For a man with presidential ambitions but a weak resume, surely Obama would buckle down and really apply himself as a U.S. senator. The Washington Examiner once again points out the empty chair: "And during his lone term as a U.S. senator, according to Gov Track.us: "From Jan 2005 to Oct 2008, Obama missed 314 of 1300 recorded or roll call votes, which is 24.0%. This is worse than the median of 2.4%."
But surely once he attained the most powerful job in the world, he would keep a firm hand on the wheel. Right?
The Government Accountability Institute points out a startling fact: from January 23, 2009 until May 31, 2012, President Obama was in office for 1,225 days and only attended 536 presidential daily briefs. This is a shockingly anemic 43.8% attendance record. The Obama administration contends that holding such meetings is not important, that the president simply reads his PDB when there is no meeting. But is reading the document the same thing?
According to former CIA Director Michael Hayden, the PDB for President George W. Bush was typically 15 pages in length, included two magazine-sized weekly supplements, and was so important that from February 15, 2001 on, whenever the president traveled, he took a briefer with the PDB with him wherever he went. Hayden emphasized to Newsmax the importance of the personal briefings:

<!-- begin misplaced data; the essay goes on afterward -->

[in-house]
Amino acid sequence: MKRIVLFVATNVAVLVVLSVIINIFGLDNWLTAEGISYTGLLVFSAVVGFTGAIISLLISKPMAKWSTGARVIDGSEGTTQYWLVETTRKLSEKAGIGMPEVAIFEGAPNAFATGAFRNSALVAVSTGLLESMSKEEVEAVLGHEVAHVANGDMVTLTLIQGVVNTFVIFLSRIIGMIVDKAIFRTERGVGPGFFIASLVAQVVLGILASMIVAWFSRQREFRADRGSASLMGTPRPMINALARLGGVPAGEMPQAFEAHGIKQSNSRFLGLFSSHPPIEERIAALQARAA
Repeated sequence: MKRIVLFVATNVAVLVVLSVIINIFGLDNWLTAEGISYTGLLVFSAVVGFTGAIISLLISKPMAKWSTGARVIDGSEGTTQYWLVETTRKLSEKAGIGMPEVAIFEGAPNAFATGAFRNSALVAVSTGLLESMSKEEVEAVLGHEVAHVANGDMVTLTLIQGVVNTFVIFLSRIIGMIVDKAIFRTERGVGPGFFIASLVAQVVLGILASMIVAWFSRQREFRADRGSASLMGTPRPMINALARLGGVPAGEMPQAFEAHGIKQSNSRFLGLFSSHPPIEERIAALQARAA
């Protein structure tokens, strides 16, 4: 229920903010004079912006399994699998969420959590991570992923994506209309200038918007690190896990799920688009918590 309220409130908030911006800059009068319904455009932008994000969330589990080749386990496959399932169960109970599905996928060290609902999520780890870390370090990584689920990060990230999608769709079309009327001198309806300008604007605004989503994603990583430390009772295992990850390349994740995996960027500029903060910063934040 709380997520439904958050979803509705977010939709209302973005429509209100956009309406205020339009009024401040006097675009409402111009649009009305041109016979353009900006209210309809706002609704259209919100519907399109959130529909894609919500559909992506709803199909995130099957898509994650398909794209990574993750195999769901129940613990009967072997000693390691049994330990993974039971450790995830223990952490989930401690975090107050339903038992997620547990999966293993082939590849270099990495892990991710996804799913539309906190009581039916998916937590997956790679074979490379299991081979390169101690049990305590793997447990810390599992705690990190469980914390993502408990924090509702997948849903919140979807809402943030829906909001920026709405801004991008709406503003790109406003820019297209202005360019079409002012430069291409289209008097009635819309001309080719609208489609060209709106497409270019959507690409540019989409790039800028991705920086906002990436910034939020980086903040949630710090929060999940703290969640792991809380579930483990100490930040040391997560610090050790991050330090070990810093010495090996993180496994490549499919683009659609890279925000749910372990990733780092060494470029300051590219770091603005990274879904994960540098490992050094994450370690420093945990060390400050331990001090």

"The briefings of Bush were incredibly interactive," Hayden says. "There was rich give and take, so that not only did the president get the advantage of knowing the analysts' innermost thoughts, but they [the analysts] also were able to leave the room understanding what the president believed he needed in order to make the kind of decisions he had to make."
Isn't protecting the safety and security of the United States and its citizens both here and abroad the most important job of the federal government?
What has President Obama been doing instead of attending to his daily national security briefing? Passing the hat and shaking down donors at an astonishing rate.
According to CBS News White House Correspondent Mark Knoller, President Obama has held 208 fundraisers since filing papers for re-election, including 141 so far in 2012. For comparison's sake, President George W. Bush, who won a narrow election in 2000 to become president and was facing a tough re-election campaign, attended a total of 97 fundraisers from May 2003 until November 2004.
And that doesn't even account for Obama's additional time spent campaigning. What is truly stunning is how engaged President Obama is on fundraising when he appears so disengaged on national security and foreign policy.
RNC Chairman Reince Priebus estimated in a Politico op-ed that the average fundraiser takes "two hours out of the president's schedule." That means that if we use the two-hour figure, the president has devoted 416 hours to re-election fundraisers since announcing his re-election campaign. That is over ten 40-hour work weeks or, put another way, two and a half months of work. With his 141 fundraisers in 2012 alone, that means approximately 282 hours, or just over seven work weeks, lost to fundraising.
It is time for someone else to fill the empty chair in the Oval Office, and to lead America out of its spiral of decline.